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GR No. 208396, March 14, 2018

Ebuenga was hired by Southfield as a chief cook aboard respondent Wilhemsen Ship.
About 2 months of his engagement, he wrote a letter to respondents asking that he be
repatriated as soon as possible to attend to a family problem, which was granted.
Without consulting Southfield’s designated physician, Ebuenga had himself checked at St.
Luke’s Medical Center where he underwent Magnetic Resonance Imaging which test revealed
that he was afflicted with Multilevel Disk Dessication. He was advised to undergo physical
therapy. Dr. Tieman, who issued a Disability Report, finding him to be permanently disabled and
no longer fit to work as a seafarer. Consequently, Ebuenga filed a complaint for permanent
disability benefits.
In his position paper, he claimed instead that upon embarkation, a crew member died
from overfatigue. He reported his death to the International Transport Worker’s Federation,
which took no action. Instead, Capt Lecias coerced him to sign a letter seeking immediate
repatriation. He added that he sought medical assistance from the company-designated
physician but was refused. Thus, he was forced to seek treatment on his own. Labor Arbiter
dismissed the complaint and NLRC denied petitioner’s appeal. The CA found no grave abused of
discretion on NLRC’s decisions and denied Ebuenga’s Motion for Reconsideration. Hence, this

ISSUE: Whether or not petitioner Ebuenga is entitled to permanent disability benefits.

RULING: NO. Section 20 (B) of POEA-SEX established the procedures for assessing claims for
disability benefits. It mandates seafarers to see a company-designated physician for a post-
employment medical examination, which must be done within 3 working days from their arrival.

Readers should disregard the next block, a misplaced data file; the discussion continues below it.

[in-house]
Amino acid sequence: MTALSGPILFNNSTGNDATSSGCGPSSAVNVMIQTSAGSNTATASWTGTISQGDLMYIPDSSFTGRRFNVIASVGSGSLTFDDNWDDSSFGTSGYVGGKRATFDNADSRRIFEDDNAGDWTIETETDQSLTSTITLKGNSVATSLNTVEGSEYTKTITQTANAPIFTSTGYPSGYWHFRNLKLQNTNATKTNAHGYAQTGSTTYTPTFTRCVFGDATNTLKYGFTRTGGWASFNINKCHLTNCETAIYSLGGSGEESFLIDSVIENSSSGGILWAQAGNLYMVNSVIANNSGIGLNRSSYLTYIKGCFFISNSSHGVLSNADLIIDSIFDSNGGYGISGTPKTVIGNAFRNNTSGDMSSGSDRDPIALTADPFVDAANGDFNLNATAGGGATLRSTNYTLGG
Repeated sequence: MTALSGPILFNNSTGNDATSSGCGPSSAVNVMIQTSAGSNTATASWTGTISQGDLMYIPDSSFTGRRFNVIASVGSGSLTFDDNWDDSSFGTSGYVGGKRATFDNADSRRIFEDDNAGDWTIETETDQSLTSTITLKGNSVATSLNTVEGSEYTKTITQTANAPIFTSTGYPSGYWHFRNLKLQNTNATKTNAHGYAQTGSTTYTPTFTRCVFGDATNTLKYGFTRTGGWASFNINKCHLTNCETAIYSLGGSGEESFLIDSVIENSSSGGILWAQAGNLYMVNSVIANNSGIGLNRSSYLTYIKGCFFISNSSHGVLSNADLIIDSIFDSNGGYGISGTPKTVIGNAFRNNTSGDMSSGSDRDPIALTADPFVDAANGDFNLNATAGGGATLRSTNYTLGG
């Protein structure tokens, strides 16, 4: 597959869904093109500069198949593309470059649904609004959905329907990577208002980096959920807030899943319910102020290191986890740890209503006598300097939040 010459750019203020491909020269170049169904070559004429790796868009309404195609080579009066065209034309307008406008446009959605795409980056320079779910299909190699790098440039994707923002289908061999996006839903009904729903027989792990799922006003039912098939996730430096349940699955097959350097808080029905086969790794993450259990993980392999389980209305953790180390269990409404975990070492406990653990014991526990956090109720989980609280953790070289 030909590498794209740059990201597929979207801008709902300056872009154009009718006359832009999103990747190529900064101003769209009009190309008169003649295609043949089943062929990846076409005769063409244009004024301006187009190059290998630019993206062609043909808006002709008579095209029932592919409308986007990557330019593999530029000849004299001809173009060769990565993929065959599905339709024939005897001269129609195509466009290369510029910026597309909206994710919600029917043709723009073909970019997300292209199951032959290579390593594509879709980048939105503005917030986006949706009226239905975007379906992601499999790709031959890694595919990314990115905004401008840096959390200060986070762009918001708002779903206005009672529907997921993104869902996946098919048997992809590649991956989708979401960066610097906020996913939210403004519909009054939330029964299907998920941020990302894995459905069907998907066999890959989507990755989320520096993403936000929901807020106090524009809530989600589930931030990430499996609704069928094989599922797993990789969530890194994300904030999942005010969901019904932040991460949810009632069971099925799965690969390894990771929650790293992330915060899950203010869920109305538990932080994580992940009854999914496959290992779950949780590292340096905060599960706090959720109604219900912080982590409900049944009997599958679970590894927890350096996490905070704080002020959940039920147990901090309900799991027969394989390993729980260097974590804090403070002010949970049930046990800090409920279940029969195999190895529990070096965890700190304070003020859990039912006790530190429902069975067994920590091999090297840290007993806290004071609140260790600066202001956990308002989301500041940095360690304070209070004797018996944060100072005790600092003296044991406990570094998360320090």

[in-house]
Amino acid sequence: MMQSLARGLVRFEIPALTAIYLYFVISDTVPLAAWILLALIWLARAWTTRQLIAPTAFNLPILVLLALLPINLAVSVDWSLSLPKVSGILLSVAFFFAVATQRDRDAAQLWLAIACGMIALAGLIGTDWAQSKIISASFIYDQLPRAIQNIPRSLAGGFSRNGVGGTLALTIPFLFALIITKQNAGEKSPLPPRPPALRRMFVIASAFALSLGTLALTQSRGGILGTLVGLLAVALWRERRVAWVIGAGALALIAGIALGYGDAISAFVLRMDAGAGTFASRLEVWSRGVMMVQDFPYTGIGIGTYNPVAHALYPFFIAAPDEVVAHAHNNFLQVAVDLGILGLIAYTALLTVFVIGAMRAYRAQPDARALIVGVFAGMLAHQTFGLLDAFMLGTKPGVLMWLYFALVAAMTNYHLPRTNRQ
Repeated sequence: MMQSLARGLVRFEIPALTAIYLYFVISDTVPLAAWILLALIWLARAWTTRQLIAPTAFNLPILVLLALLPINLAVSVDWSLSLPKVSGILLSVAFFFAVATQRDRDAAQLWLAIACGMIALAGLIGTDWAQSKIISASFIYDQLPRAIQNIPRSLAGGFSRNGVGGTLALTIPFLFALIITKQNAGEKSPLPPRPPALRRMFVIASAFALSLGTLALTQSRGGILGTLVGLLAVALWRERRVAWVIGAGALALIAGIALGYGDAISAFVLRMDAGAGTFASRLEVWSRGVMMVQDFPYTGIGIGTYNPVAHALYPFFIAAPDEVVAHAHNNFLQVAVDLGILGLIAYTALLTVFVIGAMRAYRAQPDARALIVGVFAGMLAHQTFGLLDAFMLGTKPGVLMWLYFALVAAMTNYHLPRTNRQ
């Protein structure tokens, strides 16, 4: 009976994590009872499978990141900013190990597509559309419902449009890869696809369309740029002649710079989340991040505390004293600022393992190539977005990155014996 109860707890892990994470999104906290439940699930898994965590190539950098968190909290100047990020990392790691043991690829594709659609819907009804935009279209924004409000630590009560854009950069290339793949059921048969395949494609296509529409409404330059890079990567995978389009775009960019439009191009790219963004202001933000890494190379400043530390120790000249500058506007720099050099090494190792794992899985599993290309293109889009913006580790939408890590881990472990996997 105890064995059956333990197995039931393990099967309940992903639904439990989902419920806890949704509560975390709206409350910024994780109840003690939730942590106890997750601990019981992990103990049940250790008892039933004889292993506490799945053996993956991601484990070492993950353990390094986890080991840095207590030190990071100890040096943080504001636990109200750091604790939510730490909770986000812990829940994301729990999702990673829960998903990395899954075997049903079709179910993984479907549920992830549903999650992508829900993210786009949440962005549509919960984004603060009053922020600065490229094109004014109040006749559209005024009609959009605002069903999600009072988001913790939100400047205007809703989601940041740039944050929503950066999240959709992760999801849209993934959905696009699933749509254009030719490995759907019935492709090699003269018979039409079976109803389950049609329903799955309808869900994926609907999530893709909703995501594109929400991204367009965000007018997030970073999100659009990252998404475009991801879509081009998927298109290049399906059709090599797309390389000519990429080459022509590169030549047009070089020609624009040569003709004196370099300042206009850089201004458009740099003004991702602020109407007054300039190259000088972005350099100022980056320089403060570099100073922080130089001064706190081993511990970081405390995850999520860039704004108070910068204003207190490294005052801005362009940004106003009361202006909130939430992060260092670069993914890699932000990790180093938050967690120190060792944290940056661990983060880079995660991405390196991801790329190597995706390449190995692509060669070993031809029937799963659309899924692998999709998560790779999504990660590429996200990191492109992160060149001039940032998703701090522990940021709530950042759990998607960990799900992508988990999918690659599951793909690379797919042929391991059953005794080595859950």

Failure to comply shall result in the forfeiture of the right to claim disability benefits.
LA, NLRC and the CA are consistent in finding that petitioner’s claim of presenting himself
for examination is direly unsupported by evidence. Petitioner could not even state when he
actually wanted to have himself examined. He could neither identify the person he approached
for his request nor disclose the exact manner and circumstances of his being rebuffed. Ultimately,
petitioner has nothing more than a scant, one-sentence story: he went to Southfield’s office, was
refused, and had to go to another doctor.
Even if this Court were to overlook petitioner’s utter failure to substantitate his version
of events, no award of disability benefits is availing as petitioners has failed to demonstrate
that his affliction was work-related. In Tagud v. BSM Crew Service Cntre Phils., Inc., it explained
the twin reqirements for compensation of disability:
1.) That the illness or injury must be work-related, and

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2.) that the work-related illness or injury must have existed during the term of the seafarer’s
employment contract.
To be “work-related” is to say that there is a reasonable linkage between the disease suffred by
the employee and his work.

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